An extensive design process was successfully used to design a TiC Guideline that crosses multiple sectors across the healthcare system (i.e., acute, primary, and community care). This project used a participatory approach to develop Alberta’s H2H2H Transitions Guideline to address all points in a patient’s transition journey, reinforce a patient-centered provincial approach to TiC, and identify responsibilities of care providers involved at each transition point. The extensive design process in this case study was used to reach consensus and shared understanding, reflect diverse stakeholder content needs to achieve integration, and create conditions favorable for successful implementation across the province. Key challenges of this approach include 1) balancing the dynamic tension between using an evidence-based approach (i.e., science, rigor and expertise) versus tapping into tacit knowledge, 2) balancing representation and stakeholder opinion and, 3) to design when reaching consensus is difficult. Valuing tacit knowledge as expert opinion, embracing conflict and allowing room for local adaptation are possible strategies teams can use to overcome these challenges. Ultimately, this innovative approach to coordinating transitions across the continuum of care was intended to improve integration, system effectiveness, and continuity of care between acute, primary, and community care.
More than 750 stakeholders, including 15 patient and family advisors, and providers from acute, primary and community care, united alongside patients and researchers to design Alberta’s first provincial guideline for supporting patients as they transition from their community, into hospital, and back home again. The input of so many stakeholders helped ensure the Guideline reflected leading evidence, best practice, and real needs of Albertans.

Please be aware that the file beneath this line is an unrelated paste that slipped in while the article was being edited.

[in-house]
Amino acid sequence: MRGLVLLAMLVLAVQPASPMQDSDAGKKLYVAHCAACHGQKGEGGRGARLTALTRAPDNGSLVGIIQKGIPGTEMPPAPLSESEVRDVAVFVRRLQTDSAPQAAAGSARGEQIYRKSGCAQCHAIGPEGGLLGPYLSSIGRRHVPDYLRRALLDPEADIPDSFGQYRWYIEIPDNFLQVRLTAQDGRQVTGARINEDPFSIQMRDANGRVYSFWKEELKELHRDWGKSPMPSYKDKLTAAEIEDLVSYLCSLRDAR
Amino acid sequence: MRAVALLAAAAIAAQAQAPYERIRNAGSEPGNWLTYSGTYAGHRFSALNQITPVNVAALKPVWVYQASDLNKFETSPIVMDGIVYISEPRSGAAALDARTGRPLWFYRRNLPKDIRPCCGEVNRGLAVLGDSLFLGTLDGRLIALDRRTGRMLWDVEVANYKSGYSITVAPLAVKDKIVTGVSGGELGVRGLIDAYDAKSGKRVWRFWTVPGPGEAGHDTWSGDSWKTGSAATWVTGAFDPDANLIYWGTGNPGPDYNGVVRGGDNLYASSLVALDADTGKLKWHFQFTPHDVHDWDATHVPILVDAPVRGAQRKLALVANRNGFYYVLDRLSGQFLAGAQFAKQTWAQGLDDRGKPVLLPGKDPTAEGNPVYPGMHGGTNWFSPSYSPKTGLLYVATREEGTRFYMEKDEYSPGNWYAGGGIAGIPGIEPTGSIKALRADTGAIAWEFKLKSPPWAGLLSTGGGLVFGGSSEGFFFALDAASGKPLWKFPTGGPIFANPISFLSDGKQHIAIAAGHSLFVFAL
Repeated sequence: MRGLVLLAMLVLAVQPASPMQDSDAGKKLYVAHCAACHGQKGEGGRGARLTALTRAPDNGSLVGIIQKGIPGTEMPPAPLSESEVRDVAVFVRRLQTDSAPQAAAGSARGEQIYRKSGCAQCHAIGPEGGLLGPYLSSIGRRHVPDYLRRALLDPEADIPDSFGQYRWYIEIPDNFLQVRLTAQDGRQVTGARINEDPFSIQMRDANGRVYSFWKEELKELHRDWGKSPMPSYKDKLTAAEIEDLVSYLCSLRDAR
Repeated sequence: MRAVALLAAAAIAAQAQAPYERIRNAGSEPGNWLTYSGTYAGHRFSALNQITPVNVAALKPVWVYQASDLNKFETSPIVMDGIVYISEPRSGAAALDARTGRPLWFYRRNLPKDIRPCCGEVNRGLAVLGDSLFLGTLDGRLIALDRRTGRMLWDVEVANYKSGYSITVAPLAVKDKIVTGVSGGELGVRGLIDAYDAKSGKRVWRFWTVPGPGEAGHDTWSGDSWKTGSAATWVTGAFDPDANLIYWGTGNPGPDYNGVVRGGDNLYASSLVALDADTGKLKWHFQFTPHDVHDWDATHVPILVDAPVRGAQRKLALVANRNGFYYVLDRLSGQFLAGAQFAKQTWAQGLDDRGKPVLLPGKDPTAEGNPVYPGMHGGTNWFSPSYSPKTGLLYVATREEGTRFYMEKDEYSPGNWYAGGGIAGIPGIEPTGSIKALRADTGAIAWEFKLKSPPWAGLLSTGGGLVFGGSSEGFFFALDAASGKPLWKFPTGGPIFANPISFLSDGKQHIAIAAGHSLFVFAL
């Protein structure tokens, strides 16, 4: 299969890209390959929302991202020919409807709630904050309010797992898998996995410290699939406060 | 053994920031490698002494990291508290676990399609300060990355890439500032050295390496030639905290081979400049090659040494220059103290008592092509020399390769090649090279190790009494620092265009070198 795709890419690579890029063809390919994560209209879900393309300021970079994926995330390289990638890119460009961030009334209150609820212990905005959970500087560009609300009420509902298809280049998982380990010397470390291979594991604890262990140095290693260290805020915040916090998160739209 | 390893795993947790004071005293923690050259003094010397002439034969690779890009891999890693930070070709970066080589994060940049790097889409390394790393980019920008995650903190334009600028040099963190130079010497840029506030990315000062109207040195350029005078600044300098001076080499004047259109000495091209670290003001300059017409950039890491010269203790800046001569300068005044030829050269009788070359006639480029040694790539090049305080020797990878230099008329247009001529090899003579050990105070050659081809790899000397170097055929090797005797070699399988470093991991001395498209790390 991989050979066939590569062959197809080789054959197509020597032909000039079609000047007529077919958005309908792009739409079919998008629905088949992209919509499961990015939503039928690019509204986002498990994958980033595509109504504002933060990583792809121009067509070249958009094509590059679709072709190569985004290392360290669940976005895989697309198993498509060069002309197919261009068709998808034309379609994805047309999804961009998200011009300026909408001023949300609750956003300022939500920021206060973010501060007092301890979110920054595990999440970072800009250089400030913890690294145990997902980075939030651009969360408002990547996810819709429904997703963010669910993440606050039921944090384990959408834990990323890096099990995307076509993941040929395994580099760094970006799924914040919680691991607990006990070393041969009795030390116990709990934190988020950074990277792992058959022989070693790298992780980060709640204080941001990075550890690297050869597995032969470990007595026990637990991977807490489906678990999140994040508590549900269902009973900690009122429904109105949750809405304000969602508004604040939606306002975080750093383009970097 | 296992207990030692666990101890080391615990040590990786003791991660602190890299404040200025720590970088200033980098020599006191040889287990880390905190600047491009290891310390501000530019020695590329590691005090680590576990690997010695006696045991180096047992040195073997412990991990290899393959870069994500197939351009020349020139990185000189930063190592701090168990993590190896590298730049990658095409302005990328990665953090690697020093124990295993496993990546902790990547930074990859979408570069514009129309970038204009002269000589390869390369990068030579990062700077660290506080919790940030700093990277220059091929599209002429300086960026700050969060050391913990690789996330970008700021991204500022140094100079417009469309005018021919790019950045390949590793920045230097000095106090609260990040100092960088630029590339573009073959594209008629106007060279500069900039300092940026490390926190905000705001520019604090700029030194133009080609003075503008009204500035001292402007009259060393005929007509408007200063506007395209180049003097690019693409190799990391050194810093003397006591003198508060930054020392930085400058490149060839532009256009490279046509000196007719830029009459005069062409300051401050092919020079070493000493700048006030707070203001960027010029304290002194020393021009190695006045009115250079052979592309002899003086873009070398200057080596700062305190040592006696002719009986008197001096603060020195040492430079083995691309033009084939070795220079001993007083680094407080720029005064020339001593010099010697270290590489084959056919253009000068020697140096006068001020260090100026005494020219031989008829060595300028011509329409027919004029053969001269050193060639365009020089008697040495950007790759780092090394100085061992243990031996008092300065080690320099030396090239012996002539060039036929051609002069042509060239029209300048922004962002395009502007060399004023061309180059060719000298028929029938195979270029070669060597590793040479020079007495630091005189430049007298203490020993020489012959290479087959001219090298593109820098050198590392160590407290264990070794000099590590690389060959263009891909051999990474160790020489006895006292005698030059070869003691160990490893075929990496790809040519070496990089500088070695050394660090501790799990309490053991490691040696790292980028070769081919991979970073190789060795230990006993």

To every person, team, and organization who set aside traditional roles and organizational boundaries to work on this guideline, thank you for making the guideline reflective of a patient’s full continuum of care. We want to acknowledge the provincial Primary Health Care program and the Primary Health Care Integration Network, a Strategic Clinical Network™ of Alberta Health Services, for their support and contributions to make this study possible. Specifically, we want to thank the H2H2H Guideline Leadership, Core Guideline Working Group team members, and those outlined in the H2H2H Transitions Guideline document www.ahs.ca/hhhguideline.
To our patient and family advisors who generously volunteered hundreds of hours and courageously shared their stories, thank you for being our partners. Hearing what matters to you transformed the way we approached this initiative. Your stories illustrated what evidence tells us — that equal partnerships with patients and their loved ones are critical to wellness and recovery. We can’t thank you enough for walking beside us each step of the way on this Home to Hospital to Home initiative.
Marie-Josée Fleury, Ph.D., Professor, Department of Psychiatry, McGill University, Canada.
Sebastian Lindblom, PhD, Division of Family Medicine and Primary Care, Department of Neurobiology, Care Sciences and Society, Karolinska Institutet, Sweden.
The authors have no competing interests to declare.